First of all, I had to turn round yet again to face the tray. It wasn't easy to squeeze my arm out: the other part of the door was still tightly locked in place, and it hurt quite a bit to force my arm out. But I inserted it as far as possible, at the same time leaning to the left so the cage tilted slightly, so that it rested hard against the nearer suitcase. And I was able to reach over that suitcase to the one beyond, where the keys were lying, threaded on their cord.
I felt around and grabbed what felt like a thread with keys on it. My outer garment was my pyjamas, which I had worn because I thought they would be more comfortable in the cage and enough to keep me warm; and my pyjama sleeve caught on the latch when I tried to draw it in. I tried to disentangle it, but couldn't seem to. Finally when it seemed to come free, I realized I'd torn an L-shaped hole in the sleeve near my elbow, a few inches long. Well, they are old pyjamas, so it didn't matter a lot - certainly less than escaping from that cage did.
I got a bit of a shock when I realized they were the wrong keys. There were in fact two bunches of keys on that further suitcase: the majority of keys belonging to the locks on the cage (and many other keys to other locks), and a separate one with a few keys I couldn't find the locks for - and it was this latter bunch I'd drawn back into the cage. I'd have to try again for the right keys.
This time I thought to pull my sleeves back all the way to the top of my arms, and I reached out again with a bare arm. Groping around (I couldn't quite see what I was doing), I managed to find the other keys, and drew them in. My arm was hurting because of the metal pressing tightly on it, and after it was inside again, I saw in the dim light what appeared to be a scratch several inches long on my forearm. Apparently the arm fit into the opening so tightly that I had gashed it on the metal, either going out or coming back in - I didn't know. Blow this, I thought - the last thing I needed was an injury that would spread blood everywhere as I struggled to escape from that cage. But after a few seconds it became apparent that it wasn't bleeding, but had just gone red because I'd only partially broken the skin.
There were dozens of keys on that thread, and I had to find the four keys that would open the four locks on the side door (which was directly against the suitcase). I knew this would take ages of fumbling around in the semi-dark; but I just had to set about it. At least I knew escape was really within reach now, and I was not particularly worried now - just a bit frustrated at all the fiddling around that still lay ahead. Strategically, my escape was nearly complete; but in terms of time maybe only half over.
First of all, I decided to turn round again so my back was once more leaning against the tray.
Most of those locks could be rotated around the bars they were on so that they pointed inwards; but one slightly larger lock faced outwards and couldn't be turned inwards because of its size and because of the fact that nearby bars prevented me from rotating it fully, and I was a bit worried about that. I realized that I would have to hold the key (once I found it) with the ends of my fingers, poke those outside the bars, and try to manipulate the key into the lock in that very awkward position.
I put that aside and decided to focus on the other three locks first. It was very hard fiddling with small keys on their thread, partly because the weight of the other keys tended to pull the key I was holding out of position. And it was still rather dark, and thus difficult to see in detail what I was doing. I untied the knots holding all the keys on the thread so I could remove them individually - being very careful, because I must not drop any keys in case they were the ones I needed. If they dropped, they might fall to the bottom of the cage resting on the bed, and might still be within reach - but they could possibly bounce out of reach. I had to do it, though, and just acted very slowly and carefully. I did drop a few, even so, but was able to retrieve them by moving my legs out of the way.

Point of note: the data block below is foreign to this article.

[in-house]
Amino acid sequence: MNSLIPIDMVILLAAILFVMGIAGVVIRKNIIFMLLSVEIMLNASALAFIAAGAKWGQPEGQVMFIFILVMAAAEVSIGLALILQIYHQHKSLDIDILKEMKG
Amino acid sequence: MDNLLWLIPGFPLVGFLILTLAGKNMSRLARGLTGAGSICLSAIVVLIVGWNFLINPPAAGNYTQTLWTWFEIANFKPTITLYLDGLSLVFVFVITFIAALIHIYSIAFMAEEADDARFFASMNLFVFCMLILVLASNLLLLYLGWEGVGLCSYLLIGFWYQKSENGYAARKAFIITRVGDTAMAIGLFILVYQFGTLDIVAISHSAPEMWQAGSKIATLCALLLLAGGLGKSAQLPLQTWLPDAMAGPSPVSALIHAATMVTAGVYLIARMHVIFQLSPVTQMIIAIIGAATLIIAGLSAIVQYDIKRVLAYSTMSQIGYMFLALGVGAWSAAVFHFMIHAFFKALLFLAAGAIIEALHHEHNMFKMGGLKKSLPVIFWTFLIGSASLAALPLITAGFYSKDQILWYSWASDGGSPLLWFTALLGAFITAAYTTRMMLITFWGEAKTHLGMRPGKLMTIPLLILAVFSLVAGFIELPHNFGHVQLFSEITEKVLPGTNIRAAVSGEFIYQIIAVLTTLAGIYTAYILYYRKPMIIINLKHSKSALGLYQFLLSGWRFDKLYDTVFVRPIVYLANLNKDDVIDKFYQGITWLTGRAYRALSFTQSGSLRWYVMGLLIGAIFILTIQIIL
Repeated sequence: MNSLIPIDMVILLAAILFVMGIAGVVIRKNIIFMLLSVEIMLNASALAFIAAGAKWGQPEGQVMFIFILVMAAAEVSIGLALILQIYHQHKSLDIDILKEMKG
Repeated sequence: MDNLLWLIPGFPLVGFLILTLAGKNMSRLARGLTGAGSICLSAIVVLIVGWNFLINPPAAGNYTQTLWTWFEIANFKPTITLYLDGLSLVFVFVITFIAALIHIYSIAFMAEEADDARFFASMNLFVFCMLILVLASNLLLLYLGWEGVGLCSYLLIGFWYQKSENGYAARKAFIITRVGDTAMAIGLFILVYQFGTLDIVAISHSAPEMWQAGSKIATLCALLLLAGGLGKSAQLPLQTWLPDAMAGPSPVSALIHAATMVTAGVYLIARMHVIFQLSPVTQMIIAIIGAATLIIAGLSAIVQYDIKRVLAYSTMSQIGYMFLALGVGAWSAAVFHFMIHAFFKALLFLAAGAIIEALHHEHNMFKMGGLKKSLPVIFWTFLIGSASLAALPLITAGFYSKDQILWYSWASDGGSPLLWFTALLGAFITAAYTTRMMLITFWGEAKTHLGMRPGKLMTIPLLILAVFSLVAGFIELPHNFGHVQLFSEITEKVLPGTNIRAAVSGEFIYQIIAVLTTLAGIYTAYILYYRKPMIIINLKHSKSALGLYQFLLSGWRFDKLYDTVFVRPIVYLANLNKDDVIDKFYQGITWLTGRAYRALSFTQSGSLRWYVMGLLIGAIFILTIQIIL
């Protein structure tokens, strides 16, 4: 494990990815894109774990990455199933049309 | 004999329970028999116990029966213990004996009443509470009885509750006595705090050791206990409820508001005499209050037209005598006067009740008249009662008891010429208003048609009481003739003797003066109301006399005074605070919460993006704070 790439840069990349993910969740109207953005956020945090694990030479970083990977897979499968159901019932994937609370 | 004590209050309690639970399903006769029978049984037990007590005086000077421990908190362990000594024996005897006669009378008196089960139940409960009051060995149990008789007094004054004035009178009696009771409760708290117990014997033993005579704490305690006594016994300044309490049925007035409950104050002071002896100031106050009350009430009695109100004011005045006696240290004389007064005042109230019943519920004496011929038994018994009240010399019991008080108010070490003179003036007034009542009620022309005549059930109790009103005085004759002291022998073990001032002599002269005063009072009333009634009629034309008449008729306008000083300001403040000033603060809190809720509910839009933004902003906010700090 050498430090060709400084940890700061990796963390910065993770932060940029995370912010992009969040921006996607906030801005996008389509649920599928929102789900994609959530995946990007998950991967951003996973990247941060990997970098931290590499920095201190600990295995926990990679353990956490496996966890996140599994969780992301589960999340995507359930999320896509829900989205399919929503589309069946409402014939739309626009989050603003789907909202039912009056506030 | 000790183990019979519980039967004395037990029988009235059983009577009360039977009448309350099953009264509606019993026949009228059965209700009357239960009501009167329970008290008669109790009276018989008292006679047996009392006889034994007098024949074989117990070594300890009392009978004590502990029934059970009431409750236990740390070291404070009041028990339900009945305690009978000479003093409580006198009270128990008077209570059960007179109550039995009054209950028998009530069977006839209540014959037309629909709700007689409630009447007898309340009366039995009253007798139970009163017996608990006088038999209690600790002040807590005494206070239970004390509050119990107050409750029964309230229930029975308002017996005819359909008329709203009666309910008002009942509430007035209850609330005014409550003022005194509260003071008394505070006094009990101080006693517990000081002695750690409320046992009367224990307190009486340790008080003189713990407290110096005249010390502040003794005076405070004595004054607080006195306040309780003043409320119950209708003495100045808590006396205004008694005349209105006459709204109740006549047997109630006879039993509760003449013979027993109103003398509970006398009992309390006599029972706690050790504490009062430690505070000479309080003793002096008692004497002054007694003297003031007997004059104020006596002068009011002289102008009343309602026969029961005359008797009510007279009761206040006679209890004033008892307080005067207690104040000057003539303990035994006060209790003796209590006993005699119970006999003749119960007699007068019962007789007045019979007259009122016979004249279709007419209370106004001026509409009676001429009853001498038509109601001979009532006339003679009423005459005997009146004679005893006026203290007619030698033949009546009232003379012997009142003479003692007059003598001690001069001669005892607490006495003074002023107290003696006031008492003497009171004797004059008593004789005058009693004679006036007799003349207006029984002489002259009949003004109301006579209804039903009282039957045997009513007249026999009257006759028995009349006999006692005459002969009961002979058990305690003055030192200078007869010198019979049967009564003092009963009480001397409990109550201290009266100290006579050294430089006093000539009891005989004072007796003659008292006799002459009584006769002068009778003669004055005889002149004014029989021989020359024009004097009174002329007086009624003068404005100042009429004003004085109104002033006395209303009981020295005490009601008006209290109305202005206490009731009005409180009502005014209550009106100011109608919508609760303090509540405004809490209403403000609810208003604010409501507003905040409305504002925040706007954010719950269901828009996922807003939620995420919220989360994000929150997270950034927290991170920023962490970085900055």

I tried each key in turn in each lock, and dropped it into my pyjama top pocket once I'd eliminated it. (Handling so many small keys efficiently in the dark and ensuring I lost none proved to be quite an awkward operation.) One by one I found the keys for the three easier locks; I didn't quite have to try all keys in all locks, because the locks were of different sizes and so were the keys, so that gave me clues about what keys were most likely.
One lock defeated me for a while, because I assumed from its appearance that it was a Lockwood lock, and I tried only Lockwood keys in it. When this repeatedly failed to open it, I decided to try others, and another key worked. Pulling the lock in, I looked at it closely in the half-light and saw that it wasn't a Lockwood lock at all, but another brand that was the same in size.
Now my final barrier to freedom was that one lock which I couldn't turn to face inwards. Conceivably I might have been able to force the door open with one latch still locked; but it is an incredibly strong little cage, so I wasn't sure of being able to do this; and, even at this stage, I still wanted to avoid destroying the cage if possible. I knew that some hours later (if I hadn't escaped) I might not care about that any more - but I hadn't reached that stage yet.
So I set about the difficult task of getting that last lock open. I realized that the main hazard in poking keys out through the bars and trying to insert them into the lock was that I might drop the key - and, already being outside the cage, a key was especially likely in that case to bounce out of reach. To prevent this, for each key I tried, I tied it loosely to the end of the thread the keys had been on, which was a nylon fishing line superglued to a thicker line. If it dropped, it would then be easy to pull it back in again. Then I would try it in the lock, and this took several minutes because it was almost impossible working through the bars to point the key at the keyhole, and adjust it to exactly the right angle to insert it. The poor light made it even more difficult still. And after trying each key I had to try it again turned through 180 degrees, in case I had just been trying to put the right key in the wrong way. But after I eliminated each key, I untied it from the thread, and tied the next key on, and went on doggedly - there was nothing else to do.